What is Memorial Day? A time for a three-day weekend, barbecues, and sales at stores and car dealerships. Unfortunately, ask almost anyone what they will be doing on that day, and they will respond with one of those three things, because it is the most important to them. However, this holiday was not always like that—there once was a time where people remembered the soldiers that served in the Armed Forces of the United States, whether they lived through combat or died fighting, and used the day as a chance to say “Thank You”. Today, this occasion has been relegated to the decision of whether you want hot dogs or hamburgers for lunch, and not about the millions upon millions that have fought for our Flag all over the world.
War is a scourge, and so is what we have become as a nation. We are self-absorbed and misinformed, and government censorship has a lot to do with it. Below is one of the most famous photographs taken during the Civil war, where more than 600,000 Americans lost their lives. It is of a Rebel sharpshooter, killed in the Devil’s Den portion of the Gettysburg battlefield. We can see his face, clearly, and we can see that he is lifeless—his loved ones will never hold him in their arms again. Alexander Gardner took this photograph in 1863 and has only in the last several years come under scrutiny, because the body presented here was not found in this location. He was killed somewhere else and dragged there for dramatic effect, his rifle perched perfectly against the rock barricade. My question is, what does it matter? This young man is dead, and he is not coming back. Pictures like these shocked the nation when they were first exhibited, because people saw, for the first time, what war was all about: killing. The romance was gone, the innocence was lost.
Now, a hundred and fifty years later, what photographs do we see? Where are pictures of our soldiers today, in the Middle East, broken and bloodied by shrapnel, bullets, and bombs? Why do we not see pictures of their dead bodies? The American government does not think that we as a people can handle it, but they will not tell us that. They will hide behind “having respect for the dead” as their reason. If I was a soldier, killed or severely wounded in action, I would want my picture taken, and shown to everyone who wants to go to war. The politicians and fear mongers who use patriotism as an excuse for invading a foreign country should all be exposed to the horrors that a simple photograph can hold. Of course, what they convey still cannot tell us about who they were as people. These men, then and today, are not numbers. Type in “Civil War Dead” in Google, and ask yourself, who are they? Where did they come from? Did they have family? What were their interests and hobbies? Did their family ever learn of their fate?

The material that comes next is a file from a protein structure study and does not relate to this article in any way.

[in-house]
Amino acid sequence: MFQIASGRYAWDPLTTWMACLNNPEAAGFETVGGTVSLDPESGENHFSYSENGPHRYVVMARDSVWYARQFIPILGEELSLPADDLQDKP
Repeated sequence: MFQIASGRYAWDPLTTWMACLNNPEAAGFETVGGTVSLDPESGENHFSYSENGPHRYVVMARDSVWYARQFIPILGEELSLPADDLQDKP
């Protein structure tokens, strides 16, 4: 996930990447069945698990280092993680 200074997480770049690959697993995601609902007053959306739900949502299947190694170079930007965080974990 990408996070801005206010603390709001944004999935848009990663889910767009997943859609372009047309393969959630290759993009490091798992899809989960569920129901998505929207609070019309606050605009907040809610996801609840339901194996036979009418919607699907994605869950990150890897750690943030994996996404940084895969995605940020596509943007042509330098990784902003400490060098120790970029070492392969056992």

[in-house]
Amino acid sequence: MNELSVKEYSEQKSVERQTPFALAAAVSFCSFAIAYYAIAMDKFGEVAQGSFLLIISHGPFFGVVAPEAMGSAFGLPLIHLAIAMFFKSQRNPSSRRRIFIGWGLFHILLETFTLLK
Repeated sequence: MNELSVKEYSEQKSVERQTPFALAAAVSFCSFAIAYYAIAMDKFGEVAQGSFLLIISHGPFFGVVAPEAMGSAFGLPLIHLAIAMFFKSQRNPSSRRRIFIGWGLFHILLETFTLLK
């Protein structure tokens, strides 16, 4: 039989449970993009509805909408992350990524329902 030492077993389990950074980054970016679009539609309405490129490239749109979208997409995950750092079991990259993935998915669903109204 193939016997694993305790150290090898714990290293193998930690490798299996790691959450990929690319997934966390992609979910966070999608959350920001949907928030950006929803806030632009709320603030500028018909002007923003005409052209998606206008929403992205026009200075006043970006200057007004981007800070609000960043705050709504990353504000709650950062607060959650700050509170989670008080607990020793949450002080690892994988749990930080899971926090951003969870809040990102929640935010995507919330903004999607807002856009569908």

When discussing this, I am drawn to a particular piece of dialogue from Gods and Generals, where Colonel Joshua Lawrence Chamberlain delivers a powerful soliloquy to his brother Tom, shortly after a disastrous Union defeat at Fredericksburg. An excerpt of it goes as follows:
“Come outside, I want to show you something. All these thousands of men, many of them not much more than boys: each one of them some mother’s son, some sister’s brother, some daughter’s father. Each one of them a whole person loved and cherished in some home far away. Many of them will never return. An army is power. It’s entire purpose is to coerce others. Now, this kind of power cannot be used carelessly or recklessly, this kind of power can do great harm. We have seen more suffering than any man should ever see, and if there is going to be an end to it, then it must be an end that justifies the cost.”
We live our lives in a state of utopia here in America, with our heads high above the clouds. Our newscasts are either biased towards an ultra-conservative or ultra-liberal point of view and agenda. Politics, politics, politics is all it is, which hides the truth from us. Rarely do we even see pictures of wooden caskets, neatly lined on a runway, draped in American flags. As sobering as those shots are, they are not nearly enough to get across true sadness. Based on personal experience in teaching children ages 10-14 over the last two years, I can honestly say that our youth in America has no idea about what war is, as well as what it means to have respect for others, and a bunch of other things that you could take a stab at for yourself (and by all means, blame the parents). I am going to leave my personal views about what I think of our war out, because this is not the time or the place, but I remember in one class, I asked my 7th graders the very simple question of, “Why are we fighting over in the Middle East right now?” Out of seventeen children present, not one person offered up a response.